For centuries, New York has captured the imagination of artists and entrepreneurs, dreamers and schemers—how else can you explain more than 8.5 million people living in 300 square miles? The city is alive with promise and opportunity, glamour and grit, power and mischief, movement and stasis, hopes and dreams. In so many novels, the city is a character unto itself, and it’s with this premise that we compiled some of our favorite novels where New York City shines with all of its opportunity, heartbreak, and magic.
As E.B. White wrote, “The city is like poetry: it compresses all life, all races and breeds, into a small island and adds music and the accompaniment of internal engines.” So here are seven novels of New York City's poetry.
Manhattan Beach by Jennifer Egan
With Manhattan Beach, Jennifer Egan—who dazzled readers with her Pulitzer Prize-winning A Visit from the Goon Squad—spins a classic historical novel. Classic in the sense that it’s virtually impossible to put down. Classic in its sepia-toned portrait of New York: set on the Brooklyn docks during World War II, when mobsters ruled, the war loomed, and a young girl dove her way into becoming the first female diver on the squad. Classic in its quintessentially satisfying characters: crooked gangsters, disappearing fathers, gritty sailors and an intrepid young woman equally at home in a 200-pound diving suit and a green silk dress who unites them all. Classic in its revelation of the dangerous, altruistic and nefarious choices people make to support their family, their country and themselves. Manhattan Beach is a classic New York story.
Open City by Teju Cole
There's nothing like the streets of New York—the way they hum in a grid from one neighborhood to the next, from one dream to another. And there's no better meditation on their resilience and existence than Teju Cole's Open City—about a Nigerian doctor who goes for a walk and gets lost in his own thoughts and history, the neighborhoods he passes through, his ex-girlfriends, and the dreams he has. He's interrupted by those he meets on the street and it's this serendipitous reverie of interaction that perfectly captures the spark of New York City.
Christodora by Tim Murphy
A best book of August 2016, Tim Murphy’s Christodora revolves around the Christodora, an East Village apartment building whose tenants bear witness to the ever-changing city. From the devastation of the 1980s AIDS epidemic to the influx of drug addicts and alcoholics, to the transformation of boho artists to yuppie ones, Jared and Milly and their adopted son Mateo grapple with their shifting Manhattan neighborhood and the unforgettable events of the past that will forever define their future. Told through multiple narrators and moving back and forth through the decades, Christodora is a page-turning epic that crackles with New York City life—in all of its messy, addictive, artistic glory.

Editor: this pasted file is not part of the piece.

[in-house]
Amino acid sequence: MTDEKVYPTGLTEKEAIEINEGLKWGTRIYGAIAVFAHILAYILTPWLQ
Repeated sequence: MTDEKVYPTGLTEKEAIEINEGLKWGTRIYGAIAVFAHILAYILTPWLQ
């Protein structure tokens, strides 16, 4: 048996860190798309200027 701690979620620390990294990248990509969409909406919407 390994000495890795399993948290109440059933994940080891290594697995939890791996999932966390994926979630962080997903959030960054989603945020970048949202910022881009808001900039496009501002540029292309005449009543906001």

City of Girls by Elizabeth Gilbert
City of Girls by Elizabeth Gilbert is a new New York favorite—in fact, we named it one of our top ten Best Books of 2019. Set in the 1940s, Vivian Morris has just been expelled from Vassar and she’s sent to NYC to live with her aunt Peg—who runs a theater of thespians and showgirls. Within her new found family and in a new city shimmering with opportunity, Vivian sets out to become someone interesting, and in short order commits a colossal youthful indiscretion that makes her interesting for all the wrong reasons. Erin Kodicek described the novel as “bawdy but bighearted”—a novel that makes you feel you are on top of the world walking down the streets of New York City.
Breakfast at Tiffany's by Truman Capote
For many, New York is and was the pinnacle of glamour and sparkling, decadent wealth. In Truman Capote’s Breakfast at Tiffany’s, Holly Golightly is in search of exactly that. She’s beautiful, young and naïve, and is consumed by the desire to find a rich husband. New York is her playground—where mobsters funnel her money, as do her dates, and with a drink in hand, anything can happen, darling.
Another Brooklyn by Jacqueline Woodson
Jacqueline Woodson’s Another Brooklyn was a finalist for a National Book Award in 2016, and we named it a Best Book of the Month. Set in 1970s Brooklyn, Woodson’s novel recounts the four childhood friends as they transition from the simplicity and exuberance of childhood to the perils and power of adulthood. As Seira Wilson wrote in her review, “Their neighborhood is both lifeline and trap, as so many places are, and it’s hard to say for sure why some break the tether and others become what they once scorned.” Woodson is a remarkable writer who swiftly, beautifully, and effortlessly writes about Brooklyn in all of its wonder and heartbreak.
Extremely Loud and Incredibly Close by Jonathan Safran Foer
Extremely Loud and Incredibly Close is a laugh-out-loud and sob-into-your-sweater kind of book. Jonathan Safran Foer's novel grapples with New York in the aftermath of the September 11 attacks. Oskar Schell is a nine-year-old inventor, explorer, Francofile, pacificst, jeweller, and detective. When his father is killed in 9/11, Oskar discovers a mysterious key in his dad's closet, and sets off to discover what it will unlock. In his search, Oskar plunges into the history of Manhattan, traversing the five boroughs, meeting survivors and New Yorkers, while experiencing the melancholy of loss—or as he describes it, having "heavy-boots." A remarkable novel about the resilience, beauty, and traumas of New York City.
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